Friday, December 26, 2008
Wednesday, December 17, 2008
Chuck and his new best friend, Dakota! Bred by Brenda of Brenrich Newfoundlands. Brenda has a new web site although she in not new to the Newfy world at large.
His original owner has terminal health problems and she could no longer keep him. Dakota was ferried to Texas from Florida by Sharon Rompot of Sangar Newfouldlands. Sharon is part of the Florida Newfy Rescue efforts.
This sad event turns into a Blessing for Chuck. You see, Dakota, or Kota Bear, makes Chuck smile. How many pictures have you seen of Chuck smiling? He really is smiling. No, he really is, look closely.
Brenda calls him Chuck's "velcro" dog--I just say they're attached at the hip. Dakota is a gentleman and the ultimate companion.
Kota Bear's already the size of a small pony--just wait til that coat grows out--(it had to be clipped due to snarls in the hair as he spent the better part of this year outside and short on care).
Dakota loves to be in the banjo shop and is adjusting to the noise of the machinery. And we get a little extra exercise stepping over him.
Sunday, December 7, 2008
by Connie Garrett
“Christmas Time’s a Comin’!” is the song… Well it came early at the Garrett household. November 12th to be exact! That’s the day my Custom Chuck Lee Banjo arrived in Nashville, Tennessee all the way from Ovilla, Texas!
Rewind to the beginning of this year: my husband, Jeremy, made the suggestion to me, “Connie, I think you should try claw hammer banjo. I think you would really like it.” I was surprised by the suggestion. I had never considered banjo! Jeremy had taught me some guitar, which was so much fun compared to reading piano music! I was certainly willing to try his idea, so I mentioned it to our friend, Ned Luberecki. Ned was used to the Garrett fascination with banjos. A couple years prior, he had lent Jeremy a banjo to learn bluegrass style banjo. Ned suggested lending me his open back banjo, so I could give it a go.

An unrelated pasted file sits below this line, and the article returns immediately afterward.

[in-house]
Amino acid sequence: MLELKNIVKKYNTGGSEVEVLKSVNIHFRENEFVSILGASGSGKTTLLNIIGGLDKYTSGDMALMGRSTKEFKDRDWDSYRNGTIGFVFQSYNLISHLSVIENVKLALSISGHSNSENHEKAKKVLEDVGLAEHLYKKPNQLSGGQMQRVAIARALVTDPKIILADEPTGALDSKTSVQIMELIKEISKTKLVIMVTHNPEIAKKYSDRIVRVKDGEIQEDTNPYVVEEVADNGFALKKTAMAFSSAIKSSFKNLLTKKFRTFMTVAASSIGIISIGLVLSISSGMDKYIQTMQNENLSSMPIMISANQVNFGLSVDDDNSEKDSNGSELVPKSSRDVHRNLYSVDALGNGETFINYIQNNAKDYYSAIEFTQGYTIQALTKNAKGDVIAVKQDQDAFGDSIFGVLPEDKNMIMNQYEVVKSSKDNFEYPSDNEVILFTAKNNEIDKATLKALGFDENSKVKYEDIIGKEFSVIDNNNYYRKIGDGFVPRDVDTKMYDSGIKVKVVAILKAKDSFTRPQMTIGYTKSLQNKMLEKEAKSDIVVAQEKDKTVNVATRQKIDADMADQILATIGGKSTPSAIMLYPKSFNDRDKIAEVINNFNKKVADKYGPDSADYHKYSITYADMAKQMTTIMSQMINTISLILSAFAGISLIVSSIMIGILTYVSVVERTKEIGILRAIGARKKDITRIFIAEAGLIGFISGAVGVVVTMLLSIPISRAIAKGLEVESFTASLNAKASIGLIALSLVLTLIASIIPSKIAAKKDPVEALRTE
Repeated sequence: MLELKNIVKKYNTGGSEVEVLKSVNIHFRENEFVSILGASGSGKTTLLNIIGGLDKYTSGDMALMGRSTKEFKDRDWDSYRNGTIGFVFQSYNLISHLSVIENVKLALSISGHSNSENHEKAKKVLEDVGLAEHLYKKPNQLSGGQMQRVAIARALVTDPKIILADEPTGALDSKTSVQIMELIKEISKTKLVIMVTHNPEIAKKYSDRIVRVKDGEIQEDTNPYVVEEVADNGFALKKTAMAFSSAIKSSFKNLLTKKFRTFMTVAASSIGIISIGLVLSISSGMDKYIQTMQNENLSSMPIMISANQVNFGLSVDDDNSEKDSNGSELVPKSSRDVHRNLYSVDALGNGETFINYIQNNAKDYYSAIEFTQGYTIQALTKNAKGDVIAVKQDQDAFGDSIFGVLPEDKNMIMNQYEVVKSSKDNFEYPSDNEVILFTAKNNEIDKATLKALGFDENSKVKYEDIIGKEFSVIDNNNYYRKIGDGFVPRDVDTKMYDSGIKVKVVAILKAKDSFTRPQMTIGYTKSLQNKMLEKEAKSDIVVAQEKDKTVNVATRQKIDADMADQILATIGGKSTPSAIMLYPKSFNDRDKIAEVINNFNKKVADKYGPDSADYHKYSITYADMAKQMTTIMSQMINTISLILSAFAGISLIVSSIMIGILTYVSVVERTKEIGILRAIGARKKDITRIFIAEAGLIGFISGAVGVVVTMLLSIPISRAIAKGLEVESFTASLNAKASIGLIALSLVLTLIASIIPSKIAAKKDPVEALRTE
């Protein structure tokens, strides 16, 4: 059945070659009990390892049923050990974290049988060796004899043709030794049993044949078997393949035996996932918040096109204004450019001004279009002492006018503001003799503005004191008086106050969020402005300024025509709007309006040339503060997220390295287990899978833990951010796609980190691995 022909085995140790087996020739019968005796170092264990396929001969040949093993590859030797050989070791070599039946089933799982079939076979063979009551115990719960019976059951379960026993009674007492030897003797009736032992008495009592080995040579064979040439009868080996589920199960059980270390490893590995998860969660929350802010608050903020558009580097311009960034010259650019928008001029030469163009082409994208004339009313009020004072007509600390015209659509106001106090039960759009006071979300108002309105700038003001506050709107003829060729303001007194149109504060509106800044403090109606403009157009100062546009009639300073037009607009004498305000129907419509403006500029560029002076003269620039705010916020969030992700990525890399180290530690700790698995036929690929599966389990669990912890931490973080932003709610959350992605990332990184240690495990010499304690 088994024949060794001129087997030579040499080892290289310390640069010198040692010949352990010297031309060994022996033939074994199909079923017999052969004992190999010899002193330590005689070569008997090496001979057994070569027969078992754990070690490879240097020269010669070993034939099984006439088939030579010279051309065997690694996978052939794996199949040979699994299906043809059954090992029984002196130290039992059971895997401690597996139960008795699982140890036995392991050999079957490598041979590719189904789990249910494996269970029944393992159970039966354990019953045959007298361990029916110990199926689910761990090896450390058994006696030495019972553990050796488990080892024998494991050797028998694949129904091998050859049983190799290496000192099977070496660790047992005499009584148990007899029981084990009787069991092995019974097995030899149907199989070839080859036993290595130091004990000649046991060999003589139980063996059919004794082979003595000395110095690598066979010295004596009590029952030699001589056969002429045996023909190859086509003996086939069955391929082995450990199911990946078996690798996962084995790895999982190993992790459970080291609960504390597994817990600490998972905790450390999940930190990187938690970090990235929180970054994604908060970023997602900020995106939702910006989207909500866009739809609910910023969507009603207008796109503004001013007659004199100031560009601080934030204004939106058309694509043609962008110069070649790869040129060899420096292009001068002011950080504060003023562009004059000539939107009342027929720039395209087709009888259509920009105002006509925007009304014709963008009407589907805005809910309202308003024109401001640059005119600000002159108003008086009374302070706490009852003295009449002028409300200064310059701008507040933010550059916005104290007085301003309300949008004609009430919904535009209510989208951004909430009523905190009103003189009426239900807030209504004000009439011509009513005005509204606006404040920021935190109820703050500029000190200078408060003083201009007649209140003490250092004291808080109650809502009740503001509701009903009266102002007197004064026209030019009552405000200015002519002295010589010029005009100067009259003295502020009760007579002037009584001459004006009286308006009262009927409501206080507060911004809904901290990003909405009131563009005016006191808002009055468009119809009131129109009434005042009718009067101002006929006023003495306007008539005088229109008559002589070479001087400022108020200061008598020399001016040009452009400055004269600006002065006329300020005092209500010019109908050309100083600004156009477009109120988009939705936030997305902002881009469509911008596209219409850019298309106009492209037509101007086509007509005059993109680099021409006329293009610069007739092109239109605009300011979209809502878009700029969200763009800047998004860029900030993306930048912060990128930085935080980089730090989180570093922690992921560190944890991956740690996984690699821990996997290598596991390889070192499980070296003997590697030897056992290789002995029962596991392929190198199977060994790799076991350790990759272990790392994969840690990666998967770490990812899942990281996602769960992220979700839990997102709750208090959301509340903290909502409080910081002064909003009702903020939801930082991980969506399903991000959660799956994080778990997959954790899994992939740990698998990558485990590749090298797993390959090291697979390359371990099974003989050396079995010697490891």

Well, with our busy schedules, it took us about a month to setup a time for my first lesson with Ned and his borrowed banjo. I had no idea what I was in for. I knew nothing about the banjo. And I mean nothing. “Aren’t all stringed instruments tuned the same?” I thought. No, sir! Ned showed me how to tune it to G-tuning, showed me my first C chord and D7 chord, and the basic claw hammer strum, and I was hooked! HOOKED! I tell you. Banjo in tow, I went home and practiced for two hours that night! I put my head in the banjo head to listen in amazement at all that sound inside. Even with my pitiful playing, it was music to my ears!
Well the year was swiftly flying by. Before I knew it, several months had passed, and I only had been able to arrange for a few lessons with Ned. My progress was slow, but I still thought the banjo was the coolest thing ever. This was more than just a one-night stand with the banjo. So, one evening, Jeremy and I were sitting at dinner when out of nowhere Jeremy says, “Connie, I have a secret that I can’t keep any longer.”
“What is it?!?!” I ask.
“I’ve been saving to have a banjo made for you!”
“WHOOOOOOOOO-HOOOOOOOO!” I about flipped out of my seat. When a professional musician gives you an instrument, it is true love. This is just as significant (maybe more) than a wedding ring with a big fat diamond on it!
So it was at this point that I got to be involved in on the “Build-A-Banjo-For-Connie-Mission”. Come to find out, Ned, and his wife, Kelley, were in on the secret. Jeremy had been getting Ned’s advice about where we should go for an open back banjo. There were lots of options, and I was getting confused in the haze of all this discussion of tone rings, heads, necks, tuners, gears, etc. etc. etc. I was still working on getting that D chord right, not the easy D7, mind you, the real D chord! How could I possibly make an intelligent decision on the subtle differences all these options would make in the banjo? Through the haze, there was one clear beacon: Ned was strongly urging me to check out Chuck Lee’s banjos, and when he talked about them, his eyes lit up, and he flat out said, “If I was to get an old-time banjo, I’d get a Chuck Lee Banjo.” Well once I saw how beautiful and elegant the Chuck Lee banjos were, and clearly saw how much Ned liked them, I knew. The decision was made. I was going to get a Chuck Lee Banjo!